White House Press Secretary Jen Psaki said some people could start to see direct deposits of their payments as soon as this weekend, March 13 and 14.
Psaki said the IRS is “building on lessons learned from previous rounds to increase the number of households that will get electronic payments, which are substantially faster than checks.”
While it took about two weeks for the first stimulus payments to go out via direct deposit last April, the second stimulus payments in December went out much faster. That bill was signed into law on Dec. 27 and people started to see direct deposits just two days later. On Dec. 30, the IRS started to mail paper checks to eligible people.
This time could be a little more challenging because the IRS is in the middle of the busy tax season.
It’s not yet known if the IRS will reopen the Get My Payment tool so people can monitor their payments’ delivery time, or if it will reopen the Non-Filer tool so that people who don’t normally file tax returns can give the agency their direct deposit information.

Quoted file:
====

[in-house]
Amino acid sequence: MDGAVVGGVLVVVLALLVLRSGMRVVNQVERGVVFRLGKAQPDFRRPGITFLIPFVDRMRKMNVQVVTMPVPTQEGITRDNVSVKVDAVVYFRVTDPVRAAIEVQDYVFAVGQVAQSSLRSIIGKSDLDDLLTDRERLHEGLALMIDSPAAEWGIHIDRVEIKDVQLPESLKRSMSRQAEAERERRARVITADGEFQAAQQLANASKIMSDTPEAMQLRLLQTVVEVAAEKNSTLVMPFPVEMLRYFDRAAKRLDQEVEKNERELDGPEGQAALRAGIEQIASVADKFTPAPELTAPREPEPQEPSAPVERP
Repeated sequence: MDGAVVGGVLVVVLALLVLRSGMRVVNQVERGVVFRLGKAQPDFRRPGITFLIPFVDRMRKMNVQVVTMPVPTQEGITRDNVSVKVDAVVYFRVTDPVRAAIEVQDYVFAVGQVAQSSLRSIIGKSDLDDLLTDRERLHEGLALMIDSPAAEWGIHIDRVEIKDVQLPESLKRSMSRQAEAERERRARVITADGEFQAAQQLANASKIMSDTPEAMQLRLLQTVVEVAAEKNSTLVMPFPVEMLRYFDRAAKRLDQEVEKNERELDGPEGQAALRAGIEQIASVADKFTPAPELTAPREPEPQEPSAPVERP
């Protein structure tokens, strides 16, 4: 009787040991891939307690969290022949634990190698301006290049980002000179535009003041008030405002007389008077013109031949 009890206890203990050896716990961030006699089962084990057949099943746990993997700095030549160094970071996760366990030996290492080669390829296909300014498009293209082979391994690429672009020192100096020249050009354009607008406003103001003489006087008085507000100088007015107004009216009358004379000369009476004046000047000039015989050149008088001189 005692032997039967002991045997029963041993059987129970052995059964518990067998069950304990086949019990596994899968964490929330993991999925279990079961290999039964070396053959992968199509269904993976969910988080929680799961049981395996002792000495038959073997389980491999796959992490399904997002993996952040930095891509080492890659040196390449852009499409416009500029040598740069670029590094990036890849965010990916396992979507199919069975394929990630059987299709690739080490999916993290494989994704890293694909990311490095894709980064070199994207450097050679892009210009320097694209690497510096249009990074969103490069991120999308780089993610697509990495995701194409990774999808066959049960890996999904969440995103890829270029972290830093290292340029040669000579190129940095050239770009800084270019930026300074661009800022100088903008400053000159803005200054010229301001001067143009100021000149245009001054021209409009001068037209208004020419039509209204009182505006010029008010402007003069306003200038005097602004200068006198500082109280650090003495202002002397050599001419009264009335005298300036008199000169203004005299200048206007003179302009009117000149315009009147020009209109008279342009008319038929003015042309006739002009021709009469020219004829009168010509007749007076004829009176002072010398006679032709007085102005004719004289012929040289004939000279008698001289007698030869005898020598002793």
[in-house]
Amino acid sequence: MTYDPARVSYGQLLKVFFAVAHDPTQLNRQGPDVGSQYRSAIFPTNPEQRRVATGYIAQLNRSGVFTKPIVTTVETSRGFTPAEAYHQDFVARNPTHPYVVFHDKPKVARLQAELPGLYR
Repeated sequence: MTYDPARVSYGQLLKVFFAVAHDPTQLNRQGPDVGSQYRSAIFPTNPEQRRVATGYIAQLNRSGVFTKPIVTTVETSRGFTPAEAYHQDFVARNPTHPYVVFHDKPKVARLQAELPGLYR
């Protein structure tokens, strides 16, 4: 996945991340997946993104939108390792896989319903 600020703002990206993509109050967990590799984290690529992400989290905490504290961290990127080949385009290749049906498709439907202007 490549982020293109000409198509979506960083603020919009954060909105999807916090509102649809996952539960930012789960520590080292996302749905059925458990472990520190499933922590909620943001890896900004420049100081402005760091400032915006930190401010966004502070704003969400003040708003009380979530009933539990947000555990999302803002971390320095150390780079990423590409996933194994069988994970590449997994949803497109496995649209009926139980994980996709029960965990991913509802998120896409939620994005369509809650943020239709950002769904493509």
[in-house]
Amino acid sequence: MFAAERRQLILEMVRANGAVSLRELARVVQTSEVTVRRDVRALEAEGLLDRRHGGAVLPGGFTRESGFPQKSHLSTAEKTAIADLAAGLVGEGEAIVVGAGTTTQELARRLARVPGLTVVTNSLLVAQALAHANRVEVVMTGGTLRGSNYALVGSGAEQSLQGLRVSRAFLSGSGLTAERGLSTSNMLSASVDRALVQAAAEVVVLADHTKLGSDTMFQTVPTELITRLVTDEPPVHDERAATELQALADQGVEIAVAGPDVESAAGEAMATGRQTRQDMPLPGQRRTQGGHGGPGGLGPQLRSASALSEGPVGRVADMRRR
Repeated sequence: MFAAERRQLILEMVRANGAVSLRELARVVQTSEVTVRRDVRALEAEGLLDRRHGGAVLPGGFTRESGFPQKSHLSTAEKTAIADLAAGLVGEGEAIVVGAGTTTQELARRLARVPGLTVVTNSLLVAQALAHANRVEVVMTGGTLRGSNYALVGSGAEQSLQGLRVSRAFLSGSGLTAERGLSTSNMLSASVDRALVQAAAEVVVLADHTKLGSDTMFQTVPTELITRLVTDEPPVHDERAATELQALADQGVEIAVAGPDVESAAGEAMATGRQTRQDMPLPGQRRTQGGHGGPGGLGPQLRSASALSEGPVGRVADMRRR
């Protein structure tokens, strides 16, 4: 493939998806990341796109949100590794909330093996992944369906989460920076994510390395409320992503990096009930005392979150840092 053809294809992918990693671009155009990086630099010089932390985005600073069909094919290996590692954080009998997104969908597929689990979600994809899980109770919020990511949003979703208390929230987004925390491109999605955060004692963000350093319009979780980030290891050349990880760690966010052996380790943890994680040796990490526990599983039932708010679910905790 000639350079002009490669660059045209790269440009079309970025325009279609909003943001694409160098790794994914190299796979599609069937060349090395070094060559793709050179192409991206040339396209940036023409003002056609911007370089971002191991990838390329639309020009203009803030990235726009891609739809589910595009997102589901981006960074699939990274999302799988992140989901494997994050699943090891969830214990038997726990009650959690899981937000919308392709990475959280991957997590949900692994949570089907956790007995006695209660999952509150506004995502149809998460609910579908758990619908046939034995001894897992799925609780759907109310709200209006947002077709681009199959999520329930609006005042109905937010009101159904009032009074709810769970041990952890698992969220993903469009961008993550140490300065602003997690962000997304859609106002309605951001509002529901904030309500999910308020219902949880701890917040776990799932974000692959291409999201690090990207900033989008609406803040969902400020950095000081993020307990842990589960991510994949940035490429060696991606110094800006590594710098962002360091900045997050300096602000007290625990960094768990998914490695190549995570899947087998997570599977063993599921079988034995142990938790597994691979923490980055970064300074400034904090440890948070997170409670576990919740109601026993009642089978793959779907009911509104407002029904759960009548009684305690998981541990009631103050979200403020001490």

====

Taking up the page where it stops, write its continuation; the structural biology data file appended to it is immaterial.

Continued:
To get the full $1,400 payment, singles need to have adjusted gross income of $75,000 or less. Those who earn up to $80,000 would get a partial payment and above that amount, you are no longer eligible. Married couples who earn up to $150,000 are eligible for $2,800, and those who earn up to $160,000 would get a partial payment. After that, you are no longer eligible. Families will also receive $1,400 for each dependent no matter their age, so it includes college students and older relatives who didn’t receive the first two stimulus payments.
The payments will be based on your 2020 tax return if you’ve already filed one, or the IRS will use your 2019 return if that’s all it has available.
Use our updated stimulus calculator to see how much you may receive.
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Karin Price Mueller may be reached at KPriceMueller@NJAdvanceMedia.com.